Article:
And those differences are evident: if you open and cut a high quality panettone first of all you will smell soon a much more intense and fresh citrus aroma, then you will notice that the dough it’s deep yellow (because of better quality yolks and higher amounts of them) and not a bland color  or almost white, you will notice the much better developed “alveolatura” (the air pockets visible inside), sign of a perfect and not “pushed” leavening (a panettone made in a traditional way it’s at least a 48 hours long job, but in the last year the famous confectioner Vincenzo Tiri introduced a third leavening, which pushes the time up to 72 hours), you will notice that it’s nicely soft and lighter, and you will notice a better moisture and not a dry product, and every bite it’s literally an explosion of flavors in your mouth.

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Moreover, we all know that exist flours and flours, butters and butters, eggs and eggs, raisins and raisins (the best are from Australia), candied fruit and candied fruit, in few words we all know that exist ingredients of different quality (and prices), which in the end all together can lead also to very different quality products that of course cannot have similar prices.

All of these things combined together are influencing the final price. As I wrote in the spoiler at the beginning, that’s simply obvious, right? 🙂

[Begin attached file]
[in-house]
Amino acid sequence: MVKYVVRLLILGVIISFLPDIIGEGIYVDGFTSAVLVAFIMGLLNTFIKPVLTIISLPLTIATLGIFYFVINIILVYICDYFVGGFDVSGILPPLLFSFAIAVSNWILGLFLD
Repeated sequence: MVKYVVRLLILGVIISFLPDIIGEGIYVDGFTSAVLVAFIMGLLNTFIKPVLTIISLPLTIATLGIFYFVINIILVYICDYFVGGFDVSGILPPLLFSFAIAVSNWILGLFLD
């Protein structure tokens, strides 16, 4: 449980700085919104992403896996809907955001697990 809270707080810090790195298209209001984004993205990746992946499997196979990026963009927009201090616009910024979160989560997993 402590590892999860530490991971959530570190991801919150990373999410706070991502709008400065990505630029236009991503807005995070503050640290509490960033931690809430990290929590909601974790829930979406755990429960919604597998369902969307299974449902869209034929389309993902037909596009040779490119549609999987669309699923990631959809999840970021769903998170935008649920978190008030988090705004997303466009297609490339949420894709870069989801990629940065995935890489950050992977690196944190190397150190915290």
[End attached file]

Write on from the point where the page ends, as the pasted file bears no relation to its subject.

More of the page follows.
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Now that we know what must be the ingredients, let’s finally resume all the parameters to control in a perfectly executed panettone:

Appearance:
Control that the “alveolatura” has a quite uniform distribution, and it must be not too big (huge holes are a mistake). Candied and raisins must be present in a homogeneous and generous way. The crust and the dough must adhere and there must be no lumps and as I said big “caves” inside the dough.

Color:
The crust must be dark golden/hazelnut in color, but without being burnt. The inside must be of an intense yellow color, but not tending to brown.

Smell:
Panettone must have an intense but pleasant smell, but not pungent (a symptom of artificial flavors and other mistakes).

Flavor:
It must be well balanced, it shouldn’t be too sweet or with a bitter or sour aftertaste.

Texture:
Once you put in the mouth the panettone, it must be soft but not gummy, easy to chew and without being unpleasantly pasty/doughy. And when you rip off a piece it must come off as a flock of generous size. And it must keep a certain moisture, given also by the size and the quantity of the candied fruit.

The absence of these requirements reveals or the use of ingredients of poor quality or the fact that the process has been made too fast, without respecting all the times that a perfect panettone absolutely requires.

 

I hope this post was useful to someone, and now that you maybe know something more choose what you prefer but be always aware of what you choose 🙂 the knowledge always helps to avoid to get a bad buy.

What I mean is that it’s not necessarily needed to buy a 30-40 euros/kg panettone, also a 15 euros/kg panettone can be a good choice if it’s sold at a prize that respect its value 🙂 and be sure that the label respects the official procedural guidelines if it’s sold as “traditional italian panettone”, otherwise you are probably being cheated: the knowledge will help you to understand also this.

Merry Christmas to all of you! 🙂